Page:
Mass in Chapels


Hi all-

I recently made a trip to the National Shrine of the Immaculate Conception in DC- great trip and beautiful church, btw- and a question crossed my mind that I forgot to ask at the Shrine.

In large Churches and Basilicas I’ve visited (in the USA, at least), there tend to be many smaller “chapels” with altars on the sides of the main sanctuary. Specifically in the National Shrine of the Immaculate Conception, the Basilica of the National Shrine of the Assumption of the Blessed Virgin Mary in Baltimore, and the Cathedral Basilica of Sts. Peter and Paul in Philly- all of these churches have these side altars, generally with images of Our Lady or a Saint, and always with a crucifix.

These altars have been “dedicated,” I’ve learned, but my main question is: Have masses been said and are they commonly said on these altars and in these chapels?

Does anyone have any idea?


I was visiting a seminary which had the same type of thing. I was told pre VII (before con celebration) a Priest would use the side altar to say his mass for the day.

Not sure if that is what those altars are for, but it would be my guess.


I remember back in those days that if a Catholic married a Protestant, it often was performed at one of the side altars in the Church–back then almost all the older churches had them. There was no Mass, just the ceremony.



For the National Basilica at Catholic U. The different chapels are used frequently. Each one is different, though. Many of them were donated by particular “groups” such as a diocese or religious order. When those groups visit, they will typically use that particular altar. They don’t have a set program for using them (like rotating clockwise, once altar each day).

I can’t speak for the other large churches directly, but as a general rule most of them are used from time to time–that is, if they are still altars, and have not been relegated to being merely ornate flower stands (which I personally think is a shame). If there’s a statue or something placed directly onto the altar, then you know it’s not used as an altar anymore. One can usually look around for some obvious signs that it gets used occasionally, like candles on the alter that look like they get used as opposed to being just decorative, or a missal nearby.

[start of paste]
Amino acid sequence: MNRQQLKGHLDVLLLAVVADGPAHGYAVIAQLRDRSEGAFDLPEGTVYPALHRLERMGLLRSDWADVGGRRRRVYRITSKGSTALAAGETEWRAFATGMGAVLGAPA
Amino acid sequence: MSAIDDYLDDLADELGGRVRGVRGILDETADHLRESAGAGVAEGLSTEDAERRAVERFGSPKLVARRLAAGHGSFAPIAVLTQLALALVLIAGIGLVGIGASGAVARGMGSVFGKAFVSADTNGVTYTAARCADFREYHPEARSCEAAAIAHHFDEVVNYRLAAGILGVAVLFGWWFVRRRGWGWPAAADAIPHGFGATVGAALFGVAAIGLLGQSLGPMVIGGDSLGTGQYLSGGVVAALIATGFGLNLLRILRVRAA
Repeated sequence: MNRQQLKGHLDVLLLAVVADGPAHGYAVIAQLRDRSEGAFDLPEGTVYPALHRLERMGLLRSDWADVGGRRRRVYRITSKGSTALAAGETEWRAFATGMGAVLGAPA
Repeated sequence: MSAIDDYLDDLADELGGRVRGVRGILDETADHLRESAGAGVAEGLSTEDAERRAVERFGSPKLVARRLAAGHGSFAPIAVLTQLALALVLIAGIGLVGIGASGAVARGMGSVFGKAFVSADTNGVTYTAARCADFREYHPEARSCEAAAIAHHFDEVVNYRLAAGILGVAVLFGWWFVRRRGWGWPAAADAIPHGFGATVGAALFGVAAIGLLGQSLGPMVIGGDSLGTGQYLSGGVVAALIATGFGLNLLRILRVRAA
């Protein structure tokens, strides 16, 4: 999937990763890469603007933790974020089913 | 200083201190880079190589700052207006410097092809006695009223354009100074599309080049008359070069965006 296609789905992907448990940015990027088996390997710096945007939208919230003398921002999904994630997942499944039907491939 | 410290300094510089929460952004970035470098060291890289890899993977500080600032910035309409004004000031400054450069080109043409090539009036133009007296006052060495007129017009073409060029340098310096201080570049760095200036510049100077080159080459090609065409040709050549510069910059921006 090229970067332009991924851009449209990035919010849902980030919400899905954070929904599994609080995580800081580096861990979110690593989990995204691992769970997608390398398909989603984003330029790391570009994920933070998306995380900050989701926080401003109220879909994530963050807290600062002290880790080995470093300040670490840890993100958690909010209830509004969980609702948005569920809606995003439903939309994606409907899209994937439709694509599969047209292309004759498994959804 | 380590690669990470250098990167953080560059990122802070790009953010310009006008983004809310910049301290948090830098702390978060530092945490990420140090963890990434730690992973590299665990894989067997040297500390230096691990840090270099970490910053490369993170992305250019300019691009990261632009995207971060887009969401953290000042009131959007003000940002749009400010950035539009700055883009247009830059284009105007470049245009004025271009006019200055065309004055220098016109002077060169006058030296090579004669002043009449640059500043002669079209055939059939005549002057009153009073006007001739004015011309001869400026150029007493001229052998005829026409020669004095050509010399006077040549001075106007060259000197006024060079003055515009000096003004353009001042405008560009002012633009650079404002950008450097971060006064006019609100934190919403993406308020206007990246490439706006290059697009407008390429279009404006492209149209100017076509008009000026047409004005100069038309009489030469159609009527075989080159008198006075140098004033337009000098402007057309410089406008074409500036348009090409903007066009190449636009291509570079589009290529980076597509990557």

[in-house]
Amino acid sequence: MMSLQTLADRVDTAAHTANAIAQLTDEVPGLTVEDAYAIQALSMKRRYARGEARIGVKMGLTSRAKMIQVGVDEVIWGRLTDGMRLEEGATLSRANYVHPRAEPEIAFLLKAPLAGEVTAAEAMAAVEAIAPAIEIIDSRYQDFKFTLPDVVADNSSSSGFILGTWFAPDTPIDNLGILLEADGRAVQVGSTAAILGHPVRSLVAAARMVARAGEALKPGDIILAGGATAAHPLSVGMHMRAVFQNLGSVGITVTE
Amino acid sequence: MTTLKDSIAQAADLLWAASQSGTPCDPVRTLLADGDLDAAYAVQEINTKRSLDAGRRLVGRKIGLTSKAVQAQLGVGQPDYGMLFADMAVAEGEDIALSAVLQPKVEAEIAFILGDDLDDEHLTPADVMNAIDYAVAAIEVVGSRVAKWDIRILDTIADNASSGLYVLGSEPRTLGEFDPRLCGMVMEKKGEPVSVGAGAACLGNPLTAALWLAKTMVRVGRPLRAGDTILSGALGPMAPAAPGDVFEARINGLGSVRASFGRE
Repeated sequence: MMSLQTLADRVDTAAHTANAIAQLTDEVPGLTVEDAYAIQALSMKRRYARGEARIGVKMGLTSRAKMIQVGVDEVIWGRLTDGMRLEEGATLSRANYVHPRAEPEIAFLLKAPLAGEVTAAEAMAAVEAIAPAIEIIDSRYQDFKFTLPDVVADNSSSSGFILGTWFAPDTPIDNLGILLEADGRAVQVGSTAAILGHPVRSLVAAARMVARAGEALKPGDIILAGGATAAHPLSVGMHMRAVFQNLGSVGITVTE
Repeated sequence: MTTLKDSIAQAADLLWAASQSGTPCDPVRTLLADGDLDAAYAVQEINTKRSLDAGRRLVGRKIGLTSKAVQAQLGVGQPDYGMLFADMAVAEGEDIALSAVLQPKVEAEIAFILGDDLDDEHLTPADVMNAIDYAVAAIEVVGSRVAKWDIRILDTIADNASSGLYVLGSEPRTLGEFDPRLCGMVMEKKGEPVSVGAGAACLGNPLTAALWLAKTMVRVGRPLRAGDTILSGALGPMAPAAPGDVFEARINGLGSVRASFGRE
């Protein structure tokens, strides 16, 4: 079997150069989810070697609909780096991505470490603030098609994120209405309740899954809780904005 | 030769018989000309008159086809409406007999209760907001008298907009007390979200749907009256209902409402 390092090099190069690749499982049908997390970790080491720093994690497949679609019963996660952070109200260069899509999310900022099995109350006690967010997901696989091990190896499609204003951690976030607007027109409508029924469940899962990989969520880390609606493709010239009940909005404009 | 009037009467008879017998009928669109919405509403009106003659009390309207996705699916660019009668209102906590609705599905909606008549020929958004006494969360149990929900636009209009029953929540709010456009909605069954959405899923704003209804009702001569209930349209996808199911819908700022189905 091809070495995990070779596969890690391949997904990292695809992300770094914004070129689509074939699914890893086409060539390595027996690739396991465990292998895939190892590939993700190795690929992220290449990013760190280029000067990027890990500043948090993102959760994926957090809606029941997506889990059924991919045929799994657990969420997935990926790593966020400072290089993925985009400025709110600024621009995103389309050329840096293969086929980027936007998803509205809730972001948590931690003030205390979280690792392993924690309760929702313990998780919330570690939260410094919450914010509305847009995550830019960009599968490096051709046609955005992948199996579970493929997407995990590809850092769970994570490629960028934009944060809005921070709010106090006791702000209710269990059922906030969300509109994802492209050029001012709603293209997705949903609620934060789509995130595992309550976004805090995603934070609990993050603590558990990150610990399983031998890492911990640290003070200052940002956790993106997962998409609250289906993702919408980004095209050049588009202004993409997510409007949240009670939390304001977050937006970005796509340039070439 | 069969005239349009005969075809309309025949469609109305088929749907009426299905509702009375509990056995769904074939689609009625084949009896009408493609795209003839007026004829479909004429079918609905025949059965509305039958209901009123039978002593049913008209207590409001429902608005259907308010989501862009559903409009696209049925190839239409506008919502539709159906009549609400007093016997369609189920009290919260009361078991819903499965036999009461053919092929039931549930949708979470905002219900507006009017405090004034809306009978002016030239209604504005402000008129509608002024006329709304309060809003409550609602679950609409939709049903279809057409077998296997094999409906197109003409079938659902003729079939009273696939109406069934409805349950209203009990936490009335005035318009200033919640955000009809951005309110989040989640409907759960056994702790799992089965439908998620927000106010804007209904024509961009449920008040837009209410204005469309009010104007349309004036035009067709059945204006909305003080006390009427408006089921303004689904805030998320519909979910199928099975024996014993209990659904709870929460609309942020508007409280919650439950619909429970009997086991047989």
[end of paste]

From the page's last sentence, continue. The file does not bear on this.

I know of one basilica that has about 8 side altars but uses 2 of them (occasionally).

There’s just no single answer that applies to all the altars at all the big cathedrals/basilicas. Some are used, some are not. It all depends.


Thank you very much for your answers. That clears up the question. I have another question somewhat related- when altars have relics interred into them, how are the relics commonly put in? Are the altars hollow or are the relics set in the stone, or could you see them if you lifted up the altar cloth? Just a question I’ve had.


In regards to the Cathedral Basilica of Sts. Peter and Paul, the side altars, along the wall in the nave are not used anymore. Most still have tabernacles, but the relics were removed, and approx 2 were upgraded into shrines by Cardinal Rigali, but lost their tabernacles.

The two side altars, parallel with the main altar are rarely used, while the large daily mass Chapel (which is the size of an average parish church) is used every day.

Before VII, the Cathedral used to have approx 10 priests, but today only 3.


It’s also my understanding that before Vat. II and the common practice of concelebration, it wouldn’t have been unusual to see several priests simultaneously celebrating private Masses at side altars in these large churches.


Again, it all depends.

Some large churches (cathedrals, basilicas) have rather large relics of saints placed into “niches” below the mensas.

Obtaining large relics of martyrs is not always easy. Custodians of shrines tend to be rather reluctant to just give them away, and keeping them there is their job.

I think that the most common way of doing things in the past (many modern churches don’t even bother with relics of any kind----I’m sad to say) was to have an altar stone (say roughly 12 inches square) which was cut from natural stone and then had a small hole hollowed-out (about the size of a quarter). A small piece of a martyr’s relics was placed in there and then the hole was closed with some kind of masonry or a very hard red wax. I’ve seen a lot of altar stones over the years and they all seem to follow that pattern.

Here’s a pic of the altar of Sacred Heart Basilica, Notre Dame:

Look carefully below the table. There are what look like 2 red velvet pillows. They are actually the bones of martyrs covered in red velvet.

That’s not typical of a parish church, of course.


It’s been almost 1 year since I’ve visited there, and it’s so beautiful. I’m glad you went and enjoyed it!

What was your favorite part? I spent the whole day there, including Confession, followed by Rosary, then Mass (complete with the organ and all!), then visiting all of the main floor and the gift shops. Also met the fabulous lady who works in the office, and purchased some eternal novenas. So, so amazing. Wish I could be there to see the Pope!


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